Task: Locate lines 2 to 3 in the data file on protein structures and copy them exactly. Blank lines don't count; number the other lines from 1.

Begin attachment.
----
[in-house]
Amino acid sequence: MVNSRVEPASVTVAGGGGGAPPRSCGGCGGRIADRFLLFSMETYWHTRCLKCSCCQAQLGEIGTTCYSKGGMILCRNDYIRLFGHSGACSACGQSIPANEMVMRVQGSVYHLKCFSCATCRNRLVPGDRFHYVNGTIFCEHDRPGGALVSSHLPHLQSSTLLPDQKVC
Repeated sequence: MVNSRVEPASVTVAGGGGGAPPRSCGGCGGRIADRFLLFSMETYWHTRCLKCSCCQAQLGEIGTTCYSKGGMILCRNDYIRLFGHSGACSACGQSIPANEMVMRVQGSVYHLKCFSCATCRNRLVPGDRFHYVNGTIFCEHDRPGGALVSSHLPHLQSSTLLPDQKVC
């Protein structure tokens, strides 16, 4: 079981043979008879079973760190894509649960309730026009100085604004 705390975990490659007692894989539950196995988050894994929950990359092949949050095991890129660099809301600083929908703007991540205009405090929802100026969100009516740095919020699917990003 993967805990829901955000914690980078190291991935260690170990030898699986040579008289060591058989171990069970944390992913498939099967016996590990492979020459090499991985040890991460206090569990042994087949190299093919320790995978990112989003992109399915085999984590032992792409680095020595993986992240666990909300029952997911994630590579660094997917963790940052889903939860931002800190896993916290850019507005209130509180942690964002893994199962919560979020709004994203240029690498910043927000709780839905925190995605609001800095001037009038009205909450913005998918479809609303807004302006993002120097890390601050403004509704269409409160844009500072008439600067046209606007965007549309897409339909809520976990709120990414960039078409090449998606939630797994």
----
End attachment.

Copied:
Amino acid sequence: MVNSRVEPASVTVAGGGGGAPPRSCGGCGGRIADRFLLFSMETYWHTRCLKCSCCQAQLGEIGTTCYSKGGMILCRNDYIRLFGHSGACSACGQSIPANEMVMRVQGSVYHLKCFSCATCRNRLVPGDRFHYVNGTIFCEHDRPGGALVSSHLPHLQSSTLLPDQKVC
Repeated sequence: MVNSRVEPASVTVAGGGGGAPPRSCGGCGGRIADRFLLFSMETYWHTRCLKCSCCQAQLGEIGTTCYSKGGMILCRNDYIRLFGHSGACSACGQSIPANEMVMRVQGSVYHLKCFSCATCRNRLVPGDRFHYVNGTIFCEHDRPGGALVSSHLPHLQSSTLLPDQKVC